November 9, 2016 | Written by: Anil Jain
Categorized: Blog Post | Value-Based Care
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Anil Jain is Vice President and Chief Medical Officer, IBM Watson Health
As healthcare organizations form clinically integrated networks (CINs) to help them facilitate population health management (PHM), many are finding they lack the data infrastructure needed to ensure their eventual success.
The problem: The various providers within those CINs use electronic health record (EHR) systems that not only have challenges with true interoperability (trouble exchanging information with one another without losing meaning), but also can’t handle the sheer volume and variety of data needed for effective PHM. To get around those limitations, most organizations have embarked on enterprise data warehouse (EDW) strategies. But these solutions may prove inadequate, especially when it comes to addressing the requirements of PHM. Because an EDW requires highly structure data in pre-designated formats to optimize standard reporting, the ad hoc analytics required for PHM become cumbersome making it difficult to gain insights quickly and efficiently-or at the scale that is needed to improve to care. Much of the data critical for PHM is not structured nor typically available in EHRs.
Turning Disparate Data into Actionable Information
So how can CINs moving into PHM better manage and utilize the data they produce? Instead of storing their information in a traditional EDW, which is far too confining to get the job done, they can take a “data lake” approach to securing their infrastructure, and then use parallel computing to put that data to work. The data lake framework, which maintains raw data in its original format, essentially creates a pool of information that can be dipped into and queried at any time, i.e., in an ad hoc manner. In a healthcare system that is focused on PHM, this flexibility can help create huge advantages, helping providers, for instance, to quickly turn data from disparate sources into actionable information that can help them make decisions. As new processes are implemented, the impact of each intervention can quickly be assessed.
Other key benefits of the data lake approach:
It affords a comprehensive view of patient care.
The data lake approach allows healthcare organizations to aggregate and standardize a wide variety of data, including clinical information, data from EHRs, claims data, and patient-generated information. All of that data can then be combined on an as-needed basis to help create a single longitudinal view of the person, supporting a variety of use cases including medical decision-making, cost reduction programs, and quality improvement initiatives, etc.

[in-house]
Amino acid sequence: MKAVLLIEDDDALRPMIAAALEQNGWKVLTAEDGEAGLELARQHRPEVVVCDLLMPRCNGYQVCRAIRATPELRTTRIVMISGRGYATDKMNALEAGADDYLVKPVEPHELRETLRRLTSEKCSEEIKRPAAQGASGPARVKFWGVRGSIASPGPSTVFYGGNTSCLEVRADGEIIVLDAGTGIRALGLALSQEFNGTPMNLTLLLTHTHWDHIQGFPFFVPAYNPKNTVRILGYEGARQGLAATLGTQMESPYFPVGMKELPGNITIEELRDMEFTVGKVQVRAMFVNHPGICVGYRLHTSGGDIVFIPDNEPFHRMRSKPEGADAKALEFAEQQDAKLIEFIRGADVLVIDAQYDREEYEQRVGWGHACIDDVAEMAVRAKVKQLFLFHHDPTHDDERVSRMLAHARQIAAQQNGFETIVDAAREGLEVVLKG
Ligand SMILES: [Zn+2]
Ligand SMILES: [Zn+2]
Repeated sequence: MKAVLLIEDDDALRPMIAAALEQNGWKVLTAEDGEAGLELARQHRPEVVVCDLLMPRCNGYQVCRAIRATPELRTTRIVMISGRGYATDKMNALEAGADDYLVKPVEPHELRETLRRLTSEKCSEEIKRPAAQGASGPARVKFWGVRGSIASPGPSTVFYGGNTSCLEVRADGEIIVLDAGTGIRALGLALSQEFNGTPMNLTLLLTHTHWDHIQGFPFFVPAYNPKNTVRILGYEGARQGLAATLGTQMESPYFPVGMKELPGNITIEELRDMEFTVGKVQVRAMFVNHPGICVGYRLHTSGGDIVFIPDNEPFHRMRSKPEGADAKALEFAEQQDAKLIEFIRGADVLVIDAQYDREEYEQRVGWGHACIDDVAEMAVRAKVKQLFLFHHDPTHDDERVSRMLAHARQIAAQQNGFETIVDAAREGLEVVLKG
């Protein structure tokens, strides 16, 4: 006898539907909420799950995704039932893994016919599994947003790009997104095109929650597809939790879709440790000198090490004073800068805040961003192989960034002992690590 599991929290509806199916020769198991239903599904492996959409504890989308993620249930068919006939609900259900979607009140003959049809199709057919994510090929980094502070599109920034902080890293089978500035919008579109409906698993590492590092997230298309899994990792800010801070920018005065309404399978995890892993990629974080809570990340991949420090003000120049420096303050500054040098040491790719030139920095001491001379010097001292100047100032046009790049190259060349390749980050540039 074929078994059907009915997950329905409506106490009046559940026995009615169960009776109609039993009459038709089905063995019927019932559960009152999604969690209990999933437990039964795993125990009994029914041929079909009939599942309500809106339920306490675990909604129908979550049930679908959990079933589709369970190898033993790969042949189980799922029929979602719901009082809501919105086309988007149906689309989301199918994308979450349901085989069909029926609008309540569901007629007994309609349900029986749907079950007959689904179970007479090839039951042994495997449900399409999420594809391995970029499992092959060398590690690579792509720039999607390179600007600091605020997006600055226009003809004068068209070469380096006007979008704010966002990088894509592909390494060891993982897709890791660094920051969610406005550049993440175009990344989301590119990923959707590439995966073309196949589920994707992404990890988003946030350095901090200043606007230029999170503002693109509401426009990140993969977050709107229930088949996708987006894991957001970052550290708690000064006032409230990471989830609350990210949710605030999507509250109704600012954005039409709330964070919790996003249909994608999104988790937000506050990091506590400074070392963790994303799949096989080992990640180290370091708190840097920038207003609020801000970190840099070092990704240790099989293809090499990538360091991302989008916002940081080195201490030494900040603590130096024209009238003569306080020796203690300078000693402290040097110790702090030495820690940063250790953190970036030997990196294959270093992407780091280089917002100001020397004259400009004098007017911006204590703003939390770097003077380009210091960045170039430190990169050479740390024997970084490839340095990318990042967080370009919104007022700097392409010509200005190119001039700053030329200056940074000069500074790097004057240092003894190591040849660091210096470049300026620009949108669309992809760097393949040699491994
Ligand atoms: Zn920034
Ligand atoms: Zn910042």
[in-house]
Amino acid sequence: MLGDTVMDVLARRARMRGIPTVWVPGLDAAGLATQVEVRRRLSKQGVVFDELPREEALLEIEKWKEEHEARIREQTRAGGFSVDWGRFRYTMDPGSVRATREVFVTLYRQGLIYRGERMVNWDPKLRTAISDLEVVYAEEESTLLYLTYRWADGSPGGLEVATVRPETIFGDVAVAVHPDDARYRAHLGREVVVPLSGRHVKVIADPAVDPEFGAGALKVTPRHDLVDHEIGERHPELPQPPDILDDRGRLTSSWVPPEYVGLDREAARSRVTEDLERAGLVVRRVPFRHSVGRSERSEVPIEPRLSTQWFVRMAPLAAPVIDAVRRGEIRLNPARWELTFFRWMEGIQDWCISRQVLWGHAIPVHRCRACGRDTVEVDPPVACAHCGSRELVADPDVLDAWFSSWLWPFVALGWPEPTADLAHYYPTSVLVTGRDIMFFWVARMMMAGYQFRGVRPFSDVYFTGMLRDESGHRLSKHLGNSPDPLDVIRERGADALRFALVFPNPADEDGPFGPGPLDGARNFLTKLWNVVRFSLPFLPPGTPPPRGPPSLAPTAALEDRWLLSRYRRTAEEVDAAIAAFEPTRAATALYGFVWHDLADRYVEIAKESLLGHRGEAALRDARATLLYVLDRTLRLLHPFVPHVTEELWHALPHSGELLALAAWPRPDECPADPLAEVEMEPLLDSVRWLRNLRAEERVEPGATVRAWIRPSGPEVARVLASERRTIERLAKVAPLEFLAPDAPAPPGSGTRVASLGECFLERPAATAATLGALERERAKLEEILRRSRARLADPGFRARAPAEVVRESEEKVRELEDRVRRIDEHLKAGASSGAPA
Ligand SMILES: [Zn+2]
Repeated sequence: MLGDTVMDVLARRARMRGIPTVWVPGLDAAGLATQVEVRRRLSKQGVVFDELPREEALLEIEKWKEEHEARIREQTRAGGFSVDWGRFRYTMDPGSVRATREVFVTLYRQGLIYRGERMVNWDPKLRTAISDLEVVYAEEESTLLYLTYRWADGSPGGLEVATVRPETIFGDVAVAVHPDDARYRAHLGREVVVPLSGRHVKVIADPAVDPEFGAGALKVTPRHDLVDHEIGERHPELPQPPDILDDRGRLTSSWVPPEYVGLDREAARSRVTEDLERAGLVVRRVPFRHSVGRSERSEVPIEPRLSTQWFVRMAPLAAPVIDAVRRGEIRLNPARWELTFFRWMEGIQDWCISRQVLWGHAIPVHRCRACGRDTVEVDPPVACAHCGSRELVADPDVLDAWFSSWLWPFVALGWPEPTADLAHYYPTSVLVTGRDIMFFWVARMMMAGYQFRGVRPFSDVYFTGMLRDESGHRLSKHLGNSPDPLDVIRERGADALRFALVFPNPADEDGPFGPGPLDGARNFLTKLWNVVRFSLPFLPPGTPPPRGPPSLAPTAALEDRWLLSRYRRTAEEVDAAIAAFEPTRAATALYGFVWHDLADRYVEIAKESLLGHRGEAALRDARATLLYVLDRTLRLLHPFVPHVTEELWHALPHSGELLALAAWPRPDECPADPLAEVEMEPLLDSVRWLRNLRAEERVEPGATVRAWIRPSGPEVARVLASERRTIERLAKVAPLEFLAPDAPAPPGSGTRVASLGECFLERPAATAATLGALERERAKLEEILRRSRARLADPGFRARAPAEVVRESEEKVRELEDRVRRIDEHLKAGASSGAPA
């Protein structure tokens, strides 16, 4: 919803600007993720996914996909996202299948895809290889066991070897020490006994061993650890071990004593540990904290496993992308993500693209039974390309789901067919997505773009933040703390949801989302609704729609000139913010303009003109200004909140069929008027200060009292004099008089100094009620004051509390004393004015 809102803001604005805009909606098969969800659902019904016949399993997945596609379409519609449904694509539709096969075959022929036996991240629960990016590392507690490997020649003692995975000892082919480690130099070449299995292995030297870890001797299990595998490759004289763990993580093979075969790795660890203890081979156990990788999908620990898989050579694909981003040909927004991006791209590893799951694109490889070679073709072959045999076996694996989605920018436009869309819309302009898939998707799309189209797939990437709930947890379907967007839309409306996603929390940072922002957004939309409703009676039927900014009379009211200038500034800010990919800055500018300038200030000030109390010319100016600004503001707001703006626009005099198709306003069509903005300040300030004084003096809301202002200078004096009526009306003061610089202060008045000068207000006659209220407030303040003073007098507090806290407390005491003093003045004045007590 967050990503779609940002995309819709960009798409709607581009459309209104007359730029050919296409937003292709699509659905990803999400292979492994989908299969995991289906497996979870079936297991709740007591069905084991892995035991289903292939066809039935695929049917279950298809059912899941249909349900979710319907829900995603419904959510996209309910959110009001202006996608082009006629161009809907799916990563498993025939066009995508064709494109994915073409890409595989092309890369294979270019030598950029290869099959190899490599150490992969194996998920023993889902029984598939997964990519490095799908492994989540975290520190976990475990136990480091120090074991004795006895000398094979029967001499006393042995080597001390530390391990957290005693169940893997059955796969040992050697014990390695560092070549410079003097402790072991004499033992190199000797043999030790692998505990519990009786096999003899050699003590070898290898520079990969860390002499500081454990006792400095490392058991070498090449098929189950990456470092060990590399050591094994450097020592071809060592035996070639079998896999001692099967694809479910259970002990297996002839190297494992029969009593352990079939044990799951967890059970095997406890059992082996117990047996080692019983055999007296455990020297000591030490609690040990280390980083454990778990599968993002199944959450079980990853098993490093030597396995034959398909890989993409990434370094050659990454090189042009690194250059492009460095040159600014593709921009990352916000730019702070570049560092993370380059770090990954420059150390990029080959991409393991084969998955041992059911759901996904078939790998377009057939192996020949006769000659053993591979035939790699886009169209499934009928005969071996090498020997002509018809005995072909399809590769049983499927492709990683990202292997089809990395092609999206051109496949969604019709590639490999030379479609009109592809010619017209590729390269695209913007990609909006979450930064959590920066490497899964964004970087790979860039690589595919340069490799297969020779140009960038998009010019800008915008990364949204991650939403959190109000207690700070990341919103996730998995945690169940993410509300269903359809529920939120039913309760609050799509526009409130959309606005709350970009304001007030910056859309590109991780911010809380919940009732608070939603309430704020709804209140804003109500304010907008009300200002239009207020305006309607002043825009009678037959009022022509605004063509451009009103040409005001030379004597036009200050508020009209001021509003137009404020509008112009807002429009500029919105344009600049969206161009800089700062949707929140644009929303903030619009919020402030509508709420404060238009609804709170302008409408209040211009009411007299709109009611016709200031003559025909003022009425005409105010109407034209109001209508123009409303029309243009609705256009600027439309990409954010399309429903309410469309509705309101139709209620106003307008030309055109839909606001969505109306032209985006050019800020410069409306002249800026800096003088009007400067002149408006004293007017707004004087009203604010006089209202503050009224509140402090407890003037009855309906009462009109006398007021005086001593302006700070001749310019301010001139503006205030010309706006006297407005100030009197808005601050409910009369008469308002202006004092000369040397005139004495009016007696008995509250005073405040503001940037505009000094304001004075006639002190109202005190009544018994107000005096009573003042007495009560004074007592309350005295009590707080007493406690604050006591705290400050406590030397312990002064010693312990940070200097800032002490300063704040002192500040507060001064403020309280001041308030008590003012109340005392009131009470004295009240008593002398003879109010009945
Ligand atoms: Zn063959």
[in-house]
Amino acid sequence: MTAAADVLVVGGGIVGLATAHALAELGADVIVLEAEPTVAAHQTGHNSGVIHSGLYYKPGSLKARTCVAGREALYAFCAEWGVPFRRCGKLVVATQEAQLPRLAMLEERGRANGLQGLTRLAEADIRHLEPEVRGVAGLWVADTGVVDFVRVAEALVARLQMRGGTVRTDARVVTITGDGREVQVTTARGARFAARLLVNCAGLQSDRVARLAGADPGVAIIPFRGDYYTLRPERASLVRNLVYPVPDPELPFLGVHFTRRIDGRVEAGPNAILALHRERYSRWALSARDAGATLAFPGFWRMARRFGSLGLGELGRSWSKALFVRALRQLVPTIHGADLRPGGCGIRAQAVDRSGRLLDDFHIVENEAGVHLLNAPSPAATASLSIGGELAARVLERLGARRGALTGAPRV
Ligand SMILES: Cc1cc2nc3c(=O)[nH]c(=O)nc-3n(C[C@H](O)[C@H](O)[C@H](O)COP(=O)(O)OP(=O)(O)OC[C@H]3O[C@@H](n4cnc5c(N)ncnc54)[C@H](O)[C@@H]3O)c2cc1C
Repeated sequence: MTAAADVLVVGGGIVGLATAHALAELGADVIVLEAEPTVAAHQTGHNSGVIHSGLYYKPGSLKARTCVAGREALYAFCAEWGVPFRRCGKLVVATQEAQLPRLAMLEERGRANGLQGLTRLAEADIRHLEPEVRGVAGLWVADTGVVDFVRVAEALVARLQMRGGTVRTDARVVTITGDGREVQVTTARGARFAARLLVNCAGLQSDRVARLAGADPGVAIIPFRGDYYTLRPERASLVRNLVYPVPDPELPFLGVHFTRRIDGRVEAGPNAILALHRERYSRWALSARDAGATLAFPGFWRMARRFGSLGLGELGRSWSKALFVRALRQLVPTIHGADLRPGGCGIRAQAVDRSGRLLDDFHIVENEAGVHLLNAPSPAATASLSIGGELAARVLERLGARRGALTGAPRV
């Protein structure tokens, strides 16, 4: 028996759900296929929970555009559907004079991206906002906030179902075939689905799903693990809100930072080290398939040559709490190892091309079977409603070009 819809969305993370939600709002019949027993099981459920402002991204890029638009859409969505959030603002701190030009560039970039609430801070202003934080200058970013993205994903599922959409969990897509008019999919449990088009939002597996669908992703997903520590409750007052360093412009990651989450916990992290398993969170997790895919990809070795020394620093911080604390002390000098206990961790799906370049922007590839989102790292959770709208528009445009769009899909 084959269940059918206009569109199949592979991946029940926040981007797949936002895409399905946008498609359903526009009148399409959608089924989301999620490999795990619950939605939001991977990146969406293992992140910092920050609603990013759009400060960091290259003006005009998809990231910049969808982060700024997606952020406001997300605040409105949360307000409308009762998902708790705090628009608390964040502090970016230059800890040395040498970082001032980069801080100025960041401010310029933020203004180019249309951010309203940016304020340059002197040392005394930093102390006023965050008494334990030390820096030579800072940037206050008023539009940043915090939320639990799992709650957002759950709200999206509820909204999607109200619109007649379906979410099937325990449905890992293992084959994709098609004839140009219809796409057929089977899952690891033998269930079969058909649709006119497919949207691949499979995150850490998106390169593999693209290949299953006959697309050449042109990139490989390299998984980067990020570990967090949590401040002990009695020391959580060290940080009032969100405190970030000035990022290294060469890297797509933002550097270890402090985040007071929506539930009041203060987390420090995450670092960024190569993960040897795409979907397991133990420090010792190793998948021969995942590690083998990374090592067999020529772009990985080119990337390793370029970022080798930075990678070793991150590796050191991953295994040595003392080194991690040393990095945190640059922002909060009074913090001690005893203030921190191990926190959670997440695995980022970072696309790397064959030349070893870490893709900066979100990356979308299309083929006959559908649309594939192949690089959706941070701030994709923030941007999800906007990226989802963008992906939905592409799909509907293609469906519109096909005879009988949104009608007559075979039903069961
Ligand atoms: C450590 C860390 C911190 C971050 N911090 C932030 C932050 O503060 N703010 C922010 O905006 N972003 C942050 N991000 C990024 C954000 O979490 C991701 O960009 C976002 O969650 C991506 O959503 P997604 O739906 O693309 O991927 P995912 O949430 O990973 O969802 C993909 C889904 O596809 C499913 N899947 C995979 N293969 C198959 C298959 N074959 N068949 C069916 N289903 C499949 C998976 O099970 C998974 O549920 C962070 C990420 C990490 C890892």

It permits scalability.
Unlike a traditional EDW approach, the data lake architecture can be scaled to meet demand by simply adding computer clusters to the framework rather than investing in larger database technologies. In PHM, where the data requirements are so significant and likely to expand over time through growth and consolidation, such scalability is critical to success.
It’s very flexible.
Unlike traditional data warehouses, which bind collected data to highly structured and rigid business rules in advance, data lakes store information in its native format while tagging in a way that makes it retrievable for specific reports or analyses. This can help enable authorized individuals to quickly and easily generate ad hoc reports without recreating database structures to accommodate their queries. This flexibility also aligns with the notion that PHM is evolving and the meaning behind the data should remain flexible.
It’s highly adaptable.
Data lakes can accommodate new types of data as the needs of an organization evolve over time. For healthcare systems that are constantly adapting to new models of reimbursement, or adjusting care delivery to fit the needs of PHM, this is a game-changer: If done with the future in mind, the investment you make in your data infrastructure should pay off for years to come.
Interested in learning more about the data lake approach? Download the Watson Health white paper Data Infrastructure for Managing Population Health. This topic is also covered in the second edition of Provider-Led Population Health Management.